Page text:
Some of the Best Foreign Language Films On Netflix
An ideal weekend is the one where you binge watch some of the great films or shows non-stop but in a sea of thousands of content on Netflix it isn’t always easy to pick one.
Don’t worry I’ve got you’ll covered. Over time I will span over various genres and sections down to their best bits. Starting with the Best Foreign Language Films On Netflix.
One of the biggest pleasures of watching a Foreign Language Film is the ability to travel to places you’d never be able to see otherwise or live through some distinct cultures. So even if you aren’t going somewhere fabulous, you can still find a temporary escape.
Cinema Paradiso (Italy)
A beautiful, enchanting story of filmmaker when he was young. A tale about young boy’s lifelong love affair with the movies. A simple yet astonishing movie.
Battle Royale (Japan)
A highly controversial movie which tells the story of Shuya Nanahara, a junior high-school student who is struggling with the suicide of his father and who is forced by the government to compete in a deadly game where the students in his class must fight to the death, with only the sole survivor being allowed to live. Not ultra-violent but disturbing.
An inside look at Italy’s modern crime families. Showcases the life of low-key gangsters, setting users away from their criminal fantasies. A raw and gritty film showcasing realism.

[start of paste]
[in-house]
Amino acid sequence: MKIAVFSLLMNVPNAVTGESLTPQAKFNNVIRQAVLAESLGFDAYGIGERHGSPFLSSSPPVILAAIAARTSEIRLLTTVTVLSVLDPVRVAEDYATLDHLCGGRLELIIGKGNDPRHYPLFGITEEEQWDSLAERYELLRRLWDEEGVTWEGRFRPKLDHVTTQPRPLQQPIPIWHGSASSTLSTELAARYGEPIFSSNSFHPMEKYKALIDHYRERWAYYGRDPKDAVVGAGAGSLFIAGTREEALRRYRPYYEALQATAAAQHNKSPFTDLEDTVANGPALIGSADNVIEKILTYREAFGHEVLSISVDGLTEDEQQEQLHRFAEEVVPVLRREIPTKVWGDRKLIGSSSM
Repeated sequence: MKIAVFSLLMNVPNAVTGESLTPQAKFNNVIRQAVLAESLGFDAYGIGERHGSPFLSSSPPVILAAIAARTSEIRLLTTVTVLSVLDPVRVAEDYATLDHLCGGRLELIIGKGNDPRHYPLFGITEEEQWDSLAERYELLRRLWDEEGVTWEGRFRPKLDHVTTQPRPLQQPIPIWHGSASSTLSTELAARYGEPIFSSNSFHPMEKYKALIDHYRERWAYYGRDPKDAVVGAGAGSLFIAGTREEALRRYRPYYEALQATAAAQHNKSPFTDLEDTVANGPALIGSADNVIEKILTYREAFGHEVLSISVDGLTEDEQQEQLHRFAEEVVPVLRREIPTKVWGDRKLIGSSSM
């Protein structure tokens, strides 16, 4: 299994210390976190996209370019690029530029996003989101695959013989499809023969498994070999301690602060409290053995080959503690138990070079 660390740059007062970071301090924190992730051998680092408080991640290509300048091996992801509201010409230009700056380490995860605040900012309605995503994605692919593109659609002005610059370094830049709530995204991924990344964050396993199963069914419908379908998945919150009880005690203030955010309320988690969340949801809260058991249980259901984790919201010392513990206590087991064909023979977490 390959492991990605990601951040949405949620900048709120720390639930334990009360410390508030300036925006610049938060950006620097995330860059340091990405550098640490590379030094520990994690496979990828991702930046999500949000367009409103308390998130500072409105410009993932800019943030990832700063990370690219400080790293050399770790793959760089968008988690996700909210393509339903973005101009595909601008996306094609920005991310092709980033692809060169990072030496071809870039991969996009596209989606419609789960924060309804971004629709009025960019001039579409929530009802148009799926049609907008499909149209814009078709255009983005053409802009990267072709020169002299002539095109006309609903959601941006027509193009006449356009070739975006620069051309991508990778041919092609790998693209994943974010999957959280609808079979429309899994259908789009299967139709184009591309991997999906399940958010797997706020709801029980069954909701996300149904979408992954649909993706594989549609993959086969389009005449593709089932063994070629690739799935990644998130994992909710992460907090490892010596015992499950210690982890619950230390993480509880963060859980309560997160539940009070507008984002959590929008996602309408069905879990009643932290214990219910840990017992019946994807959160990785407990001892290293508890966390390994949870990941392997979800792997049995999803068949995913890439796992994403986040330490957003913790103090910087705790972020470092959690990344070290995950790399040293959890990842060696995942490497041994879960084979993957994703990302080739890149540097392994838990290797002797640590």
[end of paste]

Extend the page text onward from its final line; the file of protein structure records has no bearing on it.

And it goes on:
Oldboy (South Korea)
After being kidnapped and imprisoned for 15 years, Oh Dae-Su is released, only to find himself still trapped in a web of conspiracy and violence. The story is gripping, the characters believable, the emotion human and the feeling I was left with at the end of the film is one of awe.
The most acclaimed WW2 film depicting the final ten days of Adolf Hitler’s reign over Nazi Germany in 1945. Perfectly shot and acted movie.
Blue Is The Warmest Colour (France)
A romantic coming-of-age drama revolves around Adèle, a French teenager who discovers desire and freedom when a blue-haired aspiring painter enters her life. The film is a bit explicit but it’s neither gratuitous nor pornographic. Quite emotionally intense flick.
The Square (Egypt)
A brave film depicting the Egyptian Crisis until 2013, starting with the Egyptian Revolution of 2011 at Tahrir Square. It’s more of a documentary than a standalone film. You really have to admire the filmmakers as they could have easily been killed filming some of the scenes.
Let the Right One In (Sweden)
Oskar, an overlooked and bullied boy, develops a friendship with a vampire child called Eli. Of Course Eli helps Oskar to become strong but that’s not what’s the movie is about. This will probably be the most unique vampire flick you’ll will ever see.
When Anna, a young novitiate nun she is Jewish everything changes. She starts a journey not only to find her family’s tragic story, but also to see who they really are and where they belong. A dark but compelling film.
Amelie is an innocent and naive girl in Paris with her own sense of justice. She decides to help those around her and, along the way, discovers love. A really charming movie which will make up your day.
The Hunt (Denmark)
A teacher is wrongly accused of sexually abusing a child in his kindergarten class. As this news spreads his life is utterly destroyed. It is impossible I think to go through it without being brought to tears at one point or another. The realism and cinematography of the film will also amuse you.
The film’s story revolves around two sisters, one of whom is preparing to marry, as a rogue planet is about to collide with Earth. Melancholia is not about the end of the world, but the end of a feeling of happiness.